ArcBest Q2 Profit More Than Halves on Weak Demand

Executives at LTL Carrier Say Volumes Up, Eye Opportunities
Judy McReynolds of ARBest
Judy McReynolds/ArcBest Corp; ABF Freight truck/John Sommers II for Transport Topics)

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ArcBest posted second-quarter 2023 net income of $40.4 million, or $1.64 per diluted share, compared with a profit of $102.5 million, or $4 per diluted share, in the same quarter in 2022, the carrier said July 28.

Fort Smith, Ark-based ArcBest posted second-quarter revenue from continuing operations of $1.1 billion, compared with $1.3 billion in the second quarter of 2022.

ArcBest ranks No. 12 on the TT Top 100 list of the largest for-hire carriers in North America and No. 7 on the LTL list.

The company’s earnings per share total missed the consensus analyst expectations from Zacks Equity Research. Zacks said consensus EPS was $2.05. The consensus revenue expectation from Zacks was $1.11 billion in the second quarter.

ArcBest’s asset-based segment posted revenue of $722 million in the most recent three months, compared with $802.6 million in the year-ago period, a per-day decrease of 10%.


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Total tonnage per day at ArcBest’s asset-based segment increased 0.9% year-over-year to 14,027 tons from 13,896 in the second quarter of 2022. Total shipments per day increased 4.2% compared with the year-ago period to 1.33 million from 1.277 million.

The decrease in second-quarter total revenue for the asset-based segment was largely due to a general slowing of core customer order frequency, smaller average shipment quantities related to a weaker economy and less fuel surcharge revenue based on lower diesel fuel prices.

U.S. on-highway diesel prices averaged $3.767 per gallon in the final week of the second quarter, $1.908 a gallon cheaper than a year earlier.

ArcBest’s asset-light segment posted revenue of $409.8 million in the most recent quarter, compared with $549.7 million a year earlier, a per-day decrease of 25.4%. The company said the unit’s revenue was hurt by lower average revenue per shipment as a result of a softer market.

Freight demand continued to be soft as a result of customers managing inventory and economic growth slowing, ArcBest Chairman and CEO Judy McReynolds said during the company’s July 28 earnings call.

Still, the company saw continued truckload volume growth despite that environment, with total shipments rising in the most recent three-month period.

“This soft market will end,” she said.

McReynolds said business was picking up, with more customers contacting the company in what she termed a period of “market disruption,” an opaque reference to ArcBest’s embattled LTL peer Yellow Corp. .

Yellow’s headline-making fight with the Teamsters union is in distinct contrast to ArcBest’s ABF Freight unit reaching a five-year national master freight agreement with the union, which was ratified at the start of July.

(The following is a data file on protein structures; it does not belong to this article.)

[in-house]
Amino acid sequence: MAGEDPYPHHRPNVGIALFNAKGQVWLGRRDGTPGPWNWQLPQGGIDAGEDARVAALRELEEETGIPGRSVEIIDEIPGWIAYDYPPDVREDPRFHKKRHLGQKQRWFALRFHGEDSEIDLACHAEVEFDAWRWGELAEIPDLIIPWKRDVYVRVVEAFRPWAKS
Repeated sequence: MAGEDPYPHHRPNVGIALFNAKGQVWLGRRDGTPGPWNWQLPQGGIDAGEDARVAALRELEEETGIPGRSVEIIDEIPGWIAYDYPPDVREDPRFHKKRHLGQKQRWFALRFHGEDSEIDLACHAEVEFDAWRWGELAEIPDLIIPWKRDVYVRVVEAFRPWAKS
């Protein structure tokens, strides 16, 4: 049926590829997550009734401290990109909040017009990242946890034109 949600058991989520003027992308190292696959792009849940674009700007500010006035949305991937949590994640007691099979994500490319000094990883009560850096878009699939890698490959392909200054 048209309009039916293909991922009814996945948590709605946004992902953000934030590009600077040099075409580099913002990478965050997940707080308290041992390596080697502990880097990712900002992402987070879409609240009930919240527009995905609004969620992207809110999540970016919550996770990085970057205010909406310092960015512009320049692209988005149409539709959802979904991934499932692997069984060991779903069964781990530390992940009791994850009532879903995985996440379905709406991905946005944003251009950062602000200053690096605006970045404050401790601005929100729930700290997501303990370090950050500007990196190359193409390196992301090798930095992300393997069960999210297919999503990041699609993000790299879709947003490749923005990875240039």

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ArcBest has the ability to increase its capacity as a result of any disruption or a rebound in demand, McReynolds said, adding the situation was evolving daily.

“With those customers, we’re well-positioned. Those customers, we have relationships with them, and they’re coming to us looking for solutions. And with our capability set, a lot of times, we’re able to respond in a way that gives them more options,” added Steven Leonard, asset-light logistics president.

McReynolds added that ArcBest is having “a lot of good conversations as a result” of what is happening with Yellow, and the fallout would continue for a number of years given Nashville, Tenn.-based Yellow is No. 3 on the Transport Topics Top 100 list of the largest less-than-truckload carriers in North America, behind FedEx Freight and Old Dominion Freight Line.

ArcBest is looking to expand through acquisitions or pickup assets as well as increasing its service center footprint organically, with ABF Freight President Seth Runser saying such moves would be carried out in an “opportunistic” fashion.

“We’re well-connected with the real estate folks at all the competition, and that really helps us to see what opportunities are there,” McReynolds said. “You always have to keep your ear to the ground and watch what happens, and this could be a unique opportunity.”

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Also in the call, Chief Strategy Officer Dennis Anderson said any M&A would generally focus on asset-light businesses and managed transportation.

The company also expects to make more strategic investments in new tractors through the rest of the year but also watch for ad-hoc opportunities in the upcoming quarter to reduce the age or increase the size of its fleet, Runser said.